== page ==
INGREDIENTS: 

2 tbsps olive oil (divided)
1 onions (medium, sliced into half rings)
2 garlic cloves (minced)
3 portobello caps (about 20 oz. total, cleaned and sliced into thin strips)
1 cup vegetable broth
1 tbsp soy sauce
1 tbsp vegan Worcestershire sauce
1/2 tsp dried thyme
1/4 tsp liquid smoke (optional, but highly recommended)
1/4 tsp black pepper
6 inches sandwich rolls (or baguette sections, sliced open) [Please do try French bread]
horseradish mustard

RECIPE:

Coat the bottom of a large skillet with 1 tablespoon of oil and place over medium-low heat. Add onion and toss a few times to coat with oil. Allow to cook until caramelized, about 20 minutes, flipping occasionally. Add garlic and cook about 2 minutes more. Transfer onions and garlic to a plate. Coat skillet with another tablespoon of oil and raise heat to medium. Add mushroom strips. Avoid overcrowding the skillet. A little overlapping is okay, but work in multiple batches if needed (I needed two), adding a bit of oil between batches if needed. Cook until lightly browned, about 5 minutes. Flip and cook 5 minutes more on opposite sides. Return onions to skillet and add broth, soy sauce, Worchestershire sauce, thyme, liquid smoke and pepper. Bring to a simmer and allow to cook, stirring occasionally, until liquid is reduced by half, about 5 minutes. Slather the insides of rolls with horseradish mustard. Use a slotted spoon to remove onions and mushrooms from skillet, pressing lightly to squeeze out any excess juice. Divide onions and mushrooms into rolls. Pour cooking liquid into a small bowl and serve with sandwiches, for dipping.

“IT REALLY IS THAT SIMPLE”

And if you want a sweet after, and think you’ve got what it takes to be a ‘French cook’ – which is pretty easy. Why not try French Vegan Gingerbread Toast Sticks. 

ENJOY AND HAVE A NICE DAY. 

Dr Jose C. Depre. 

Endangered Species Monday | Tasmanian Devil | Sarcophilus harrisii.

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ENDANGERED SPECIES MONDAY | TASMANIAN DEVIL

This Mondays endangered species watch post (ESP) is dedicated to the Tasmanian devil, an endangered carnivorous marsupial that’s roughly the same size as a small domesticated canine. (Image credits: Bicheno Tasmania tourism)

The Tasmanian devil was formally identified back in 1841 by ‘French’ Dr Pierre Boitard (27 April 1787 Mâcon, Saône-et-Loire – 1859) whom was a French botanist and geologist. As well as describing and classifying the Tasmanian devil, he is notable for his fictional natural history Paris avant les hommes (Paris Before Man), published posthumously in 1861, which described a prehistoric ape-like human ancestor living in the region of Paris. He also wrote Curiosités d’histoire naturelle et astronomie amusante, Réalités fantastiques, Voyages dans les planètes, Manuel du naturaliste préparateur ou l’art d’empailler les animaux et de conserver les végétaux et les minéraux, and Manuel d’entomologie etc.

Listed as (endangered), and scientifically identified as Sarcophilus harrisii. Back in 1996 conservation scientists undertook further research on the species thus concluding the species was of ‘lower risk’. Unfortunately since 1996 – things have changed dramatically on the Australian continent. From the middle 1990’s conservationists estimated the mean mature individual total as being – 130,00-150,000 mature individuals.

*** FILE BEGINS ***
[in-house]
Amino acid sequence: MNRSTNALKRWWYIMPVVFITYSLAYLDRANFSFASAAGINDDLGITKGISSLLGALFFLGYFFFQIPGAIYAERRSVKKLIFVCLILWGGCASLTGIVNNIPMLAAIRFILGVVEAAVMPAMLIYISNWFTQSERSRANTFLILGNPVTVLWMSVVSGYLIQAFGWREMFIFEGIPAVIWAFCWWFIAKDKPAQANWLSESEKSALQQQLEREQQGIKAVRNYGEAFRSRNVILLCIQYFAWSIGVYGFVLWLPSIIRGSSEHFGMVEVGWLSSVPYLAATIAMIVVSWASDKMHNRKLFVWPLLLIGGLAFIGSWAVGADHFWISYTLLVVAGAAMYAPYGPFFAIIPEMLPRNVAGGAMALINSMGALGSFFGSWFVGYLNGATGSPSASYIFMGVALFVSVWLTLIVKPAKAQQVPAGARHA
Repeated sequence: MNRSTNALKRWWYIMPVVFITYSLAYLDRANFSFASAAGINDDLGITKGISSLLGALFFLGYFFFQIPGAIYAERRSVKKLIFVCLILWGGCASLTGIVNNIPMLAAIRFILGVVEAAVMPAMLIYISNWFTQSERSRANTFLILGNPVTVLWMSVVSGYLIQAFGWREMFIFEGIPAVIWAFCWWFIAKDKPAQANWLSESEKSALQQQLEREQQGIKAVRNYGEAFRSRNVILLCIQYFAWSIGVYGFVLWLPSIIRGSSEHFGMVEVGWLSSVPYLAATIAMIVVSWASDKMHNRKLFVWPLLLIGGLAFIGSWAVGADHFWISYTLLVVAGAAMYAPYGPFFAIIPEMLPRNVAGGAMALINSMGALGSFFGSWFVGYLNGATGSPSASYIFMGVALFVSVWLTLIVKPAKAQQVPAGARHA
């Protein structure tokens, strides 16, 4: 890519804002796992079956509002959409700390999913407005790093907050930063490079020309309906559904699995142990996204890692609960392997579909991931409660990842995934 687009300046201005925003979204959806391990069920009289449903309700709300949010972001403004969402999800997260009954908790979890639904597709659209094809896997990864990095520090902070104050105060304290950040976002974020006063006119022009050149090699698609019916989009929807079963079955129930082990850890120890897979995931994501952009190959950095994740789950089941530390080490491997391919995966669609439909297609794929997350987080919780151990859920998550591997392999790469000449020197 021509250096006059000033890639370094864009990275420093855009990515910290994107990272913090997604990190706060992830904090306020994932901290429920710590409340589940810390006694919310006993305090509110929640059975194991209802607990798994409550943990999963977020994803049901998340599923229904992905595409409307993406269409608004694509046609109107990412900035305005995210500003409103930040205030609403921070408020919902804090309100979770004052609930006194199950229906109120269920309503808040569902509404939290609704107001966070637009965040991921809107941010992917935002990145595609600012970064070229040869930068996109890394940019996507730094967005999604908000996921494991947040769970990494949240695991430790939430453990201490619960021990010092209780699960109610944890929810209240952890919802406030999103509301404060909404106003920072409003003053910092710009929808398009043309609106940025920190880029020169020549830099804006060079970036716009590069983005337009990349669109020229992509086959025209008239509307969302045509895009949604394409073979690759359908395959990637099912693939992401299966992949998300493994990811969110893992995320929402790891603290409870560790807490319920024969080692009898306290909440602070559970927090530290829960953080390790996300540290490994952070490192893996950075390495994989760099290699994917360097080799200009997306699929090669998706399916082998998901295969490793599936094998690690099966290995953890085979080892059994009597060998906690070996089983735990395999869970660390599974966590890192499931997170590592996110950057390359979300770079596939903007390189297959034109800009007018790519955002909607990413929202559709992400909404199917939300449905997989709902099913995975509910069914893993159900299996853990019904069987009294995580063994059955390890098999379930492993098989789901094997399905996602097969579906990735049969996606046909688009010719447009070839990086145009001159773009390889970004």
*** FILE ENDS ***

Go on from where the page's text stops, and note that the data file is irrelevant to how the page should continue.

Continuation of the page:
Spotlighting sightings of Tasmanian devils across the state have declined significantly since the emergence of Devil Facial Tumour Disease (DFTD) in the mid-1990s: by 27% by early 2004, by 41% by early 2006, by 53% by early 2007, and by 64% by early 2008. The decline was significantly sharper in regions where DFTD had been reported earliest, such that in north-east Tasmania, mean sightings have declined by 95% from 1992-1995 to 2005-2007, with no indication of recovery or plateau in decline.

Comparison of mark-recapture results in the same area from the mid-1980s and 2007 supports this finding. At the Freycinet peninsula, on the east coast of Tasmania, where the population has been monitored through trapping from 1999 to the present, the population has declined by at least 60% since the disease was first detected in 2001 and the adult population still appears to be halving annually. Other indicators of devil abundance, such as road kills, predation on stock, and carrion removal, also support this conclusion of a substantial decline.

Surveys conducted back in 2007 ‘estimate the (mature) Tasmanian devil populations to be standing 25,000 being the highest estimate’; this equates to around 50,000 individuals. However back in 2004 conservationists stated the (mature populations) could be as low as 21,000 mature individuals. Conservationists have confirmed that due to the rapid spread of Devil Facial Tumor Disease, and other threats such as road accidents and predator kills – acknowledging these provisos, the best estimate of total population size based on current evidence thus lies within the range of 10,000-25,000 mature individuals. Based on threats, gestation, life span this therefore qualifies the species to be entered into [endangered category].

13 Feb 2011, Cradle Mountain-Lake St. Clair National Park, Tasmania, Australia --- Tasmanian Devil (Sarcophilus harrisii) being treated by scientist for DFTD, Devil Facial Tumor Disease. This is a cancer that is spread by biting or physical contact from one animal to another, Cradle Mountain, Tasmania, Australia. --- Image by © Dave Wattsl/Visuals Unlimited/Corbis